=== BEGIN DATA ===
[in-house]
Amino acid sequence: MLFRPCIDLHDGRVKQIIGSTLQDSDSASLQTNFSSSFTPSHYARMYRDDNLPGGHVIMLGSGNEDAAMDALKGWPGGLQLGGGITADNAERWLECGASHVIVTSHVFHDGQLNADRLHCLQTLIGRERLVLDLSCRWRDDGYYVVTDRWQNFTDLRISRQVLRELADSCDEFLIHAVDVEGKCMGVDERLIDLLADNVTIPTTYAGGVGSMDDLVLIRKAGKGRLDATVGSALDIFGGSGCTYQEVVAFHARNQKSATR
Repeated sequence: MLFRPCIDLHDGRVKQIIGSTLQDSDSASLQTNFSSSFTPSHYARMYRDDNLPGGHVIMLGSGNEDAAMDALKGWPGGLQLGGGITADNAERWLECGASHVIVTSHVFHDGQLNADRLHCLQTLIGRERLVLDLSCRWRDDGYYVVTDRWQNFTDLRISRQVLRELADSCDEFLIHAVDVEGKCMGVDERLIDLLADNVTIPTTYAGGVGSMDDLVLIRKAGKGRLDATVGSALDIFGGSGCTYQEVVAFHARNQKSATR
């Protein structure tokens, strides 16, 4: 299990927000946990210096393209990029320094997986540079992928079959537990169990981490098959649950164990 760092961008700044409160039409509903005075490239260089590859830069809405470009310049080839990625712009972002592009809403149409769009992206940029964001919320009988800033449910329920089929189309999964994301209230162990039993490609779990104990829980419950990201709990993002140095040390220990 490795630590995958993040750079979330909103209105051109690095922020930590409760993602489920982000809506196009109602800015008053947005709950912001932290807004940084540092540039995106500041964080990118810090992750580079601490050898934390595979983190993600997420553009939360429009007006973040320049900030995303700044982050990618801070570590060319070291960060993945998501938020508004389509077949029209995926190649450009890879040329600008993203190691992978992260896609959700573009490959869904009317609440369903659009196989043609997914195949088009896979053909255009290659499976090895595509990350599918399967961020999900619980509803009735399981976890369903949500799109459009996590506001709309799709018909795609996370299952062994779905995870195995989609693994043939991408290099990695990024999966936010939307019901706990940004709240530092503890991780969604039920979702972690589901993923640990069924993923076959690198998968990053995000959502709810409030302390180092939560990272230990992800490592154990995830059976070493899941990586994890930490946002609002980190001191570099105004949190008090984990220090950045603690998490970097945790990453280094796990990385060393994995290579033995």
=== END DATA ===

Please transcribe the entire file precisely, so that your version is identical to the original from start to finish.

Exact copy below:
[in-house]
Amino acid sequence: MLFRPCIDLHDGRVKQIIGSTLQDSDSASLQTNFSSSFTPSHYARMYRDDNLPGGHVIMLGSGNEDAAMDALKGWPGGLQLGGGITADNAERWLECGASHVIVTSHVFHDGQLNADRLHCLQTLIGRERLVLDLSCRWRDDGYYVVTDRWQNFTDLRISRQVLRELADSCDEFLIHAVDVEGKCMGVDERLIDLLADNVTIPTTYAGGVGSMDDLVLIRKAGKGRLDATVGSALDIFGGSGCTYQEVVAFHARNQKSATR
Repeated sequence: MLFRPCIDLHDGRVKQIIGSTLQDSDSASLQTNFSSSFTPSHYARMYRDDNLPGGHVIMLGSGNEDAAMDALKGWPGGLQLGGGITADNAERWLECGASHVIVTSHVFHDGQLNADRLHCLQTLIGRERLVLDLSCRWRDDGYYVVTDRWQNFTDLRISRQVLRELADSCDEFLIHAVDVEGKCMGVDERLIDLLADNVTIPTTYAGGVGSMDDLVLIRKAGKGRLDATVGSALDIFGGSGCTYQEVVAFHARNQKSATR
């Protein structure tokens, strides 16, 4: 299990927000946990210096393209990029320094997986540079992928079959537990169990981490098959649950164990 760092961008700044409160039409509903005075490239260089590859830069809405470009310049080839990625712009972002592009809403149409769009992206940029964001919320009988800033449910329920089929189309999964994301209230162990039993490609779990104990829980419950990201709990993002140095040390220990 490795630590995958993040750079979330909103209105051109690095922020930590409760993602489920982000809506196009109602800015008053947005709950912001932290807004940084540092540039995106500041964080990118810090992750580079601490050898934390595979983190993600997420553009939360429009007006973040320049900030995303700044982050990618801070570590060319070291960060993945998501938020508004389509077949029209995926190649450009890879040329600008993203190691992978992260896609959700573009490959869904009317609440369903659009196989043609997914195949088009896979053909255009290659499976090895595509990350599918399967961020999900619980509803009735399981976890369903949500799109459009996590506001709309799709018909795609996370299952062994779905995870195995989609693994043939991408290099990695990024999966936010939307019901706990940004709240530092503890991780969604039920979702972690589901993923640990069924993923076959690198998968990053995000959502709810409030302390180092939560990272230990992800490592154990995830059976070493899941990586994890930490946002609002980190001191570099105004949190008090984990220090950045603690998490970097945790990453280094796990990385060393994995290579033995």